Mike Halford

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San Jose’s racking up the AHL awards

The Sharks have to be thrilled with what the Barracuda are doing.

(This is a hockey post. Honest.)

Today, San Jose’s AHL affiliate earned its third major year-end accolade as Danny O’Regan captured the Dudley (Red) Garrett Memorial Award for outstanding rookie.

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With two games remaining in the regular season, O’Regan is pacing all AHL rookies in scoring with 56 points (22 goals, 34 assists) while skating in 61 games for the Barracuda.

The leading point-getter for the team with the AHL’s top-ranked offense, O’Regan has also notched 10 power-play goals and recorded five game-winning tallies, and has a plus/minus rating of plus-9 while accruing just 10 minutes in penalties all season.

Watch Sharks vs. Oilers on Friday at 10:30 p.m. ET

O’Regan, 23, is a former fifth-round pick that joined San Jose this year after a solid career at Boston University. He’s appeared in three NHL contests — scoring once — and also represented the Barracuda at the AHL All-Star Game.

As mentioned above, O’Regan isn’t the only Barracuda to score some hardware this season. Yesterday, head coach Roy Sommer won the Louis A.R. Pieri Memorial Award for coach of the year, after guiding the club to the Pacific Division title.

Prior to that, another Sharks farmhand — Troy Grosenick — took home the Baz Bastien Award for most outstanding goalie. Grosenick, 27, finished with a 30-9-3 record, 1.98 GAA and .930 save percentage while posting a whopping 10 shutouts.

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    Carlyle plays coy, but Gibson looks to be Game 1 starter

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    John Gibson was first off at Thursday’s morning skate, and appears to be the Ducks’ No. 1 goalie as they open their series against the Flames.

    Just don’t ask head coach Randy Carlyle to confirm it.

    “Did I make that decision?” Carlyle said during today’s media availability, when asked about the choice to go with Gibson. “I didn’t make any decision on who’s going to play in net tonight. You guys, obviously, can surmise, and I know how much you like to have your input to what goes on.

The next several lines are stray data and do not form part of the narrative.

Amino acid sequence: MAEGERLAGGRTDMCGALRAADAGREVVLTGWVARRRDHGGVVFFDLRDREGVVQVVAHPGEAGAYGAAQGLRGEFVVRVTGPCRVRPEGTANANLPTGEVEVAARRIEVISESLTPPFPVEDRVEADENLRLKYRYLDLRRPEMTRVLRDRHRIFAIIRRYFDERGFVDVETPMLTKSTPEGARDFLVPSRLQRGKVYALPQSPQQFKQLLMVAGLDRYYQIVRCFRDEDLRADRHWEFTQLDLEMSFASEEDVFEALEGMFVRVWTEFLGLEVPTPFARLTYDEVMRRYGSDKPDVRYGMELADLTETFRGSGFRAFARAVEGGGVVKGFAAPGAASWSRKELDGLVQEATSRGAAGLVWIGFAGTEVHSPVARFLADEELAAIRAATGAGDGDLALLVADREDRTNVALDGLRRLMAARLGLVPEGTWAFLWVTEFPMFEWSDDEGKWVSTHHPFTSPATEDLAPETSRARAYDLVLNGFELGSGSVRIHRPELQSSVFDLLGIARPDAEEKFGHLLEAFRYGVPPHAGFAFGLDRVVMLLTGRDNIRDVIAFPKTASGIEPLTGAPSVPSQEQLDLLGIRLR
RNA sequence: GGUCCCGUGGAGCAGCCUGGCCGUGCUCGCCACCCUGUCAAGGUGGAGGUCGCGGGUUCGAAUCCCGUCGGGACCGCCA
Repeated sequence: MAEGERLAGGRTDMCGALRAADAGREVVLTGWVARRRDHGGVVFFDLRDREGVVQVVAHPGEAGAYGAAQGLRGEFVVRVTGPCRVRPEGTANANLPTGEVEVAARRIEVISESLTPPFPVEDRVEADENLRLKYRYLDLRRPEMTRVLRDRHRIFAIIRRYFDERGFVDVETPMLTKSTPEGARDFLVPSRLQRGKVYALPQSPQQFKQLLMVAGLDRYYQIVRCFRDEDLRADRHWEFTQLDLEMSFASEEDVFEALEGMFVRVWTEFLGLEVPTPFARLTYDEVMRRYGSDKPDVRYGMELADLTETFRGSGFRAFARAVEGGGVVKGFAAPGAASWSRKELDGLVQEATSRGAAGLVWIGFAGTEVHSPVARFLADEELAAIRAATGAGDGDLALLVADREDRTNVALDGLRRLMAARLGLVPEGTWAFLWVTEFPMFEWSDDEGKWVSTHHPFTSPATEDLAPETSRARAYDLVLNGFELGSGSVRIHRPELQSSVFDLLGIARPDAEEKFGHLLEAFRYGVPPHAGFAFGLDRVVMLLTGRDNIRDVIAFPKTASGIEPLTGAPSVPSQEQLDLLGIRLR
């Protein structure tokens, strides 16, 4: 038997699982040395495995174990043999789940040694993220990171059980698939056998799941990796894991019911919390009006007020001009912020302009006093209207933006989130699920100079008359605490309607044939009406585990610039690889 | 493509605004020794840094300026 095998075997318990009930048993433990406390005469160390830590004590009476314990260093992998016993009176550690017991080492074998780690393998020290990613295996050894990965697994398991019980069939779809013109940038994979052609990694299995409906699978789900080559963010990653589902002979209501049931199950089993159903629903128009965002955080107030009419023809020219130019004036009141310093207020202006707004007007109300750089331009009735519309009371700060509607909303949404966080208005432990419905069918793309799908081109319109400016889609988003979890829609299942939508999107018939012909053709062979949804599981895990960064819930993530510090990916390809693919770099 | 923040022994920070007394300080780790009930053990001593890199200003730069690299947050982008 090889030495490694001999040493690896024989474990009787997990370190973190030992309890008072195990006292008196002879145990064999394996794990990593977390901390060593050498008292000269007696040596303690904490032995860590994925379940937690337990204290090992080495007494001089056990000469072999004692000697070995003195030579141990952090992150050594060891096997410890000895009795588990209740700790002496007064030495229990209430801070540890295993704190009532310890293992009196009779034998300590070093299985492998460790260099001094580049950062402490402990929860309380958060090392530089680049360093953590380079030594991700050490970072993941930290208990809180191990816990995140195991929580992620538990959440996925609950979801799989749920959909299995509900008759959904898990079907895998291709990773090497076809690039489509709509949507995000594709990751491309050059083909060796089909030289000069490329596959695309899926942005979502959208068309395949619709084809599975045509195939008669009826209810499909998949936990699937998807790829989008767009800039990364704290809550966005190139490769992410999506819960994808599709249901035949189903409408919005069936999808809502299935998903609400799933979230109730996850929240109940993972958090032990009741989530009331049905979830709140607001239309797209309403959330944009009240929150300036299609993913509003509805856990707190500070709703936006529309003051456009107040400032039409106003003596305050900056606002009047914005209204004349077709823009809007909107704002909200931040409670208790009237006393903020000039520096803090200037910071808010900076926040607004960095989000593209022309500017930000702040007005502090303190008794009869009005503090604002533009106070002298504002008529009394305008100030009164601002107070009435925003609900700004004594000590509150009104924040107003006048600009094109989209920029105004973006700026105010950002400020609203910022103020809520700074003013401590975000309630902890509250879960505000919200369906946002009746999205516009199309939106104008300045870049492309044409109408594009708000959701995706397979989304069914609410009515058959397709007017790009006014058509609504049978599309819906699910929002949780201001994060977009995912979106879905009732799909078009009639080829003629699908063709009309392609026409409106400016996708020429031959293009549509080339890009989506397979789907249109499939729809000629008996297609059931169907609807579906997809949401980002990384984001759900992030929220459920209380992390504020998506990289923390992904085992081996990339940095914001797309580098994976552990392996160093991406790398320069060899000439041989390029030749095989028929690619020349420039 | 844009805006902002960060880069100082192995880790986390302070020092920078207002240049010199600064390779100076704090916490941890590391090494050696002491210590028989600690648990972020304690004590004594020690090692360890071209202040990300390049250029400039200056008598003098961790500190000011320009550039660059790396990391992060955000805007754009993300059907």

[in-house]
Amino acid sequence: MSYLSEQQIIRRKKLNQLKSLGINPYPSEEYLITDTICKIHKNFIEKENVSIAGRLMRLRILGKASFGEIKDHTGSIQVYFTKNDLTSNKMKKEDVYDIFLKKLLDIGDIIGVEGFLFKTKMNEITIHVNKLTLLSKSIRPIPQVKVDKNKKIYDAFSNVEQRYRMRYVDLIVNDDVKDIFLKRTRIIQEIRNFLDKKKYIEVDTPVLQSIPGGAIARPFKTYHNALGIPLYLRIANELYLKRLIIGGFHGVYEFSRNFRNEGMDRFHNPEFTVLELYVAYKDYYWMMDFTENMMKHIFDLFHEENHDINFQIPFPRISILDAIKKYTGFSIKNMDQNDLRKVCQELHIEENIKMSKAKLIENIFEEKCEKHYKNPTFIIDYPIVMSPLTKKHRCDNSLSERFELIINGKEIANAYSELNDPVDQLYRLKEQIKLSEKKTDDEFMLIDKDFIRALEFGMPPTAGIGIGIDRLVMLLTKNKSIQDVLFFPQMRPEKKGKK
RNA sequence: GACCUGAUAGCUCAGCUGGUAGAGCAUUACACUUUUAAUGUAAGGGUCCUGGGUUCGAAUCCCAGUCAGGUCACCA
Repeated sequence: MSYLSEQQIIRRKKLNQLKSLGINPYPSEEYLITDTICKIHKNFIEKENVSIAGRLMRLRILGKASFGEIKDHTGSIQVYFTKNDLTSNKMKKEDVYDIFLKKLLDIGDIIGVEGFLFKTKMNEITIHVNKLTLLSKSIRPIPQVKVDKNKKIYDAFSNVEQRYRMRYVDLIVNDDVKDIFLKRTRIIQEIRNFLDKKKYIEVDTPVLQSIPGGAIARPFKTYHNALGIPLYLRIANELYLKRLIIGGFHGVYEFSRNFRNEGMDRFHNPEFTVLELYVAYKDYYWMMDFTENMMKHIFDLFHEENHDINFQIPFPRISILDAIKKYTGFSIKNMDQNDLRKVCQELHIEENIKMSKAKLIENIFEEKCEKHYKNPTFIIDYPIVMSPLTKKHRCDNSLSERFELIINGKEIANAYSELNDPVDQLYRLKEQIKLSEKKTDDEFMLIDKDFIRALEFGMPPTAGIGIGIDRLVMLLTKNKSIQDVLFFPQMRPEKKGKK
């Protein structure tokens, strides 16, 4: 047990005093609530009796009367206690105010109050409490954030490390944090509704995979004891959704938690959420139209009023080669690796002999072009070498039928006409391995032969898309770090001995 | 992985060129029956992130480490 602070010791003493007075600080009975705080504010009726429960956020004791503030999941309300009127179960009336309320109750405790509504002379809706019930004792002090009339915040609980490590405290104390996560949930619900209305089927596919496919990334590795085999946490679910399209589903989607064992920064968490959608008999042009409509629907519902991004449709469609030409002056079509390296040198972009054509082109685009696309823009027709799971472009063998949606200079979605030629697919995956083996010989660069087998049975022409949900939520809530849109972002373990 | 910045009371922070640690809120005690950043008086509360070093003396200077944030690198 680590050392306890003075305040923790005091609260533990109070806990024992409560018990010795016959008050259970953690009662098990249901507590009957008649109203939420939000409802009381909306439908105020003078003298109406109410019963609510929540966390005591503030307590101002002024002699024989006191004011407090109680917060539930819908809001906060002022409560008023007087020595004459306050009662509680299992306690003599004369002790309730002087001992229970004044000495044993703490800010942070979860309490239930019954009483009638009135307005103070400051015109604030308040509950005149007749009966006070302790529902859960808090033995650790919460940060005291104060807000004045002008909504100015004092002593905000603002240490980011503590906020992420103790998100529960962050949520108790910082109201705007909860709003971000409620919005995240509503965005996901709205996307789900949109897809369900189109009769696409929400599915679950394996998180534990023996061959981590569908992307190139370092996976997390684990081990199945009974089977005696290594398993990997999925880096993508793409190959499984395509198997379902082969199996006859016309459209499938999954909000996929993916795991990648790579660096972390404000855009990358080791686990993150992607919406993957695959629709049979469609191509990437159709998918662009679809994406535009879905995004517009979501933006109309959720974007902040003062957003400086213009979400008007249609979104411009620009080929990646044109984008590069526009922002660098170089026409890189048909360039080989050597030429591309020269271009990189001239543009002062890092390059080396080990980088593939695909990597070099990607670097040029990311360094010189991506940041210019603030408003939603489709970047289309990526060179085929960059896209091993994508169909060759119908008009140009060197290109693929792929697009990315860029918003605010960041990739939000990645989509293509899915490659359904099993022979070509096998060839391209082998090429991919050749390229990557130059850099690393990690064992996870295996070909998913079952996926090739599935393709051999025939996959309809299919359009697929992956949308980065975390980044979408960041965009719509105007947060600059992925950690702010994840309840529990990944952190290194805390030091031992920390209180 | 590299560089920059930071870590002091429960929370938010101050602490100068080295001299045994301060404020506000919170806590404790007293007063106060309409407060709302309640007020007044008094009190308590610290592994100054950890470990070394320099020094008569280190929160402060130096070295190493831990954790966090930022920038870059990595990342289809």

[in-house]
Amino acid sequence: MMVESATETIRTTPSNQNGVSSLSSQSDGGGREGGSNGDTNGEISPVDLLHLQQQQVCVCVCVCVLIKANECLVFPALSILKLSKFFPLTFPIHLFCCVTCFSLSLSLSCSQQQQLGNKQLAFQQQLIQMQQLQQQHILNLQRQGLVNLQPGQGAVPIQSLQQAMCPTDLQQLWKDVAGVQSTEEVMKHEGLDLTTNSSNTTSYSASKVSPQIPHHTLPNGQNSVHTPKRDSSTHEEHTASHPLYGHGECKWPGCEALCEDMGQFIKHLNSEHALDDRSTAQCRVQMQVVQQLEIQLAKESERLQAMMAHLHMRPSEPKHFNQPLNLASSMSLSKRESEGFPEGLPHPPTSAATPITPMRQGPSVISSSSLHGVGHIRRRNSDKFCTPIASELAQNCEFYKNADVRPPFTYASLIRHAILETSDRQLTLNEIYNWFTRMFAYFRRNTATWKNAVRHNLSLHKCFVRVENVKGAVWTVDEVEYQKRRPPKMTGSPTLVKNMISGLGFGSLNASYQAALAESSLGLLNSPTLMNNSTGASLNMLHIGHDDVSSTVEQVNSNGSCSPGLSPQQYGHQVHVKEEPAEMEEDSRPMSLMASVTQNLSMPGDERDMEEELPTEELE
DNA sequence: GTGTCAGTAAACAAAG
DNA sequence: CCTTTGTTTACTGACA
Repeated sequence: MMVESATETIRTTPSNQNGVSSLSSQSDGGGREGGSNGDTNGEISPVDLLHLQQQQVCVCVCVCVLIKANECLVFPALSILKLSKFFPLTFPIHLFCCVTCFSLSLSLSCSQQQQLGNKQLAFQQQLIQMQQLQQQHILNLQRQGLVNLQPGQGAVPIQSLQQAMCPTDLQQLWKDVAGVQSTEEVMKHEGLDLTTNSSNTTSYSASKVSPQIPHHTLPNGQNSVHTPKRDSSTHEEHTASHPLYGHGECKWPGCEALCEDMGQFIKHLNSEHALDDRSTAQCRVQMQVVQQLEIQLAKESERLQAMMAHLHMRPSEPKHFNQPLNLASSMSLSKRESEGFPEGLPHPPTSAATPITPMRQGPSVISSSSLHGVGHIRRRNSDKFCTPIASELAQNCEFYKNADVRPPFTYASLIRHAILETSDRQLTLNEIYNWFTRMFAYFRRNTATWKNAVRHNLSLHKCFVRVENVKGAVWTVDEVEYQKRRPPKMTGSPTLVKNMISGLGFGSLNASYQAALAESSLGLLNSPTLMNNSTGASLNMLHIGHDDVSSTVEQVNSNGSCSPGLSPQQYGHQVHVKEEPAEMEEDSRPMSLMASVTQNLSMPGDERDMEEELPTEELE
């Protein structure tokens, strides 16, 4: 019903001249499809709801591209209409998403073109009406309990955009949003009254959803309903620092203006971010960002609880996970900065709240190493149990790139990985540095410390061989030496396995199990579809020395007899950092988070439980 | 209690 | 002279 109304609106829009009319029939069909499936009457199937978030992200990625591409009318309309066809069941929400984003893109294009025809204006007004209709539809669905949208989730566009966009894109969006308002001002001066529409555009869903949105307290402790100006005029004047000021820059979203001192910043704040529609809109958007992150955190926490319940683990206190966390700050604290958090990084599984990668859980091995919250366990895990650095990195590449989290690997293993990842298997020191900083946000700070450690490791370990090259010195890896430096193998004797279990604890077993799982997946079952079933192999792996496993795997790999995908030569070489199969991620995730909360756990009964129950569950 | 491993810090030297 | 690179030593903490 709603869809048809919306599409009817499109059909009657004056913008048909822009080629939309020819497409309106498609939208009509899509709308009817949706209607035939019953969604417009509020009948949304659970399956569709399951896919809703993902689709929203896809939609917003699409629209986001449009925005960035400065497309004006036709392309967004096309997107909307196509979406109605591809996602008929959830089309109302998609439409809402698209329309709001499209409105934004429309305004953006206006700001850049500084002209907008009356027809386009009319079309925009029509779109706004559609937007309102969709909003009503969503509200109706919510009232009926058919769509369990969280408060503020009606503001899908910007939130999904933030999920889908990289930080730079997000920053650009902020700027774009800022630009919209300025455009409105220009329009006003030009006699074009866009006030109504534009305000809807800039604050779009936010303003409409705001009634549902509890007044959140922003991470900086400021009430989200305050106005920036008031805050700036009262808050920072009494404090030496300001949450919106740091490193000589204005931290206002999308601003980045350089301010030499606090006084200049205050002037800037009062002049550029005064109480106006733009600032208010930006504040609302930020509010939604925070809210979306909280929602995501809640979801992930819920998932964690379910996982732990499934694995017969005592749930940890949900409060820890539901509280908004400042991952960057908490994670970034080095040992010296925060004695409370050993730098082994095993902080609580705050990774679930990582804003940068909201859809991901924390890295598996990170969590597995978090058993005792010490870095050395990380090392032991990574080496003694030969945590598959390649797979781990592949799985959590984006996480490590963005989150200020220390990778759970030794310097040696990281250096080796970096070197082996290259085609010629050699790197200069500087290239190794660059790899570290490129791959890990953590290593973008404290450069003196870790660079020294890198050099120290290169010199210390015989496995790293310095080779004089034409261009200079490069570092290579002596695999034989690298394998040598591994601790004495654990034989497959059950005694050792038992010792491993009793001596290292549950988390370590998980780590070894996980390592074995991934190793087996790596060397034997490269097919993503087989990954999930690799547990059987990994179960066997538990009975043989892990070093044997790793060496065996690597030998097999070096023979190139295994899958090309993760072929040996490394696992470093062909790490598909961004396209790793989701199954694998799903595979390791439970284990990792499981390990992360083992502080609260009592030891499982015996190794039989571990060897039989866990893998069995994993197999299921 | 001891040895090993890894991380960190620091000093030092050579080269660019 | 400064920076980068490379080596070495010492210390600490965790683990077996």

Watch Ducks vs. Flames on Thursday at 10:30 p.m. ET on NBCSN

    “We think that we have both [Jonathan] Bernier and Gibson at our disposal.”

    Anaheim’s starting goalie debate has been going on for the last six weeks. After Gibson missed significant time in March with an injury, Carlyle classified his netminding scenario as a “1A and 1B” situation. Bernier catapulted himself into contention with a brilliant month of March, going 10-1-2 with a .941 save percentage.

    Gibson, meanwhile, only made one appearance over a 14-game stretch due to a lingering lower-body ailment.

    But then the calendar turned to April, and Gibson returned to health. He’s started three games month and looked terrific, stopping 97 of 101 shots for a .960 save percentage.

    He also had some things to say about the playoff starter debate.

    “I didn’t forget how to play, right?” Gibson said, per the O.C. Register. “Just had an injury.”

    When asked if he felt there was competition with Bernier to be the Game 1 starter, Gibson re-iterated his point.

    “You’d have to ask Randy what he thinks,” he explained. “I’ve been here for the whole year. I got hurt for a month.”

    Give the reporters credit. They tried to ask Randy what he thinks.

    Tootoo clarifies remarks about being on ‘right side’ of ‘Hawks-Preds rivalry

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    On Thursday, Chicago forward Jordin Tootoo discussed his comments about being on the “right side” of the Blackhawks-Predators rivalry.

    “I think there was a little misinterpretation there,” Tootoo said, per the Tennessean. “I’m at a point in my life where I’m very, very happy and content and grateful for the opportunity to play for the Blackhawks.

    “I respect the city of Nashville and everything that it’s given to me. It’s that time of the year where every man is for himself. I’m a Blackhawk now.”

    Blackhawks vs. Predators: Stream on NBC Sports

    Following Wednesday’s practice, Tootoo — who spent the first eight years of his career with the Preds organization — raised some eyebrows with remarks made to the Chicago Tribune.

    “Personally, when you play a team in the playoffs you learn to hate them quick, and it’s obviously a divisional rival,” he said of his former team. “Nashville and Chicago has always been a heated battle and it finally feels great to be on the right side.”

    Tootoo, 34, was a fan favorite during his time in Nashville, a period that included personal struggles with alcohol abuse. He’s often credited Preds GM David Poile and former head coach Barry Trotz for helping him into the NHL’s substance abuse and behavioral health program seven years ago.

    Tootoo has appeared in 50 games for Chicago this season, scoring two goals and three points. Based on yesterday’s line rushes, it looks as though he’ll open this series on the fourth line with Tanner Kero and John Hayden.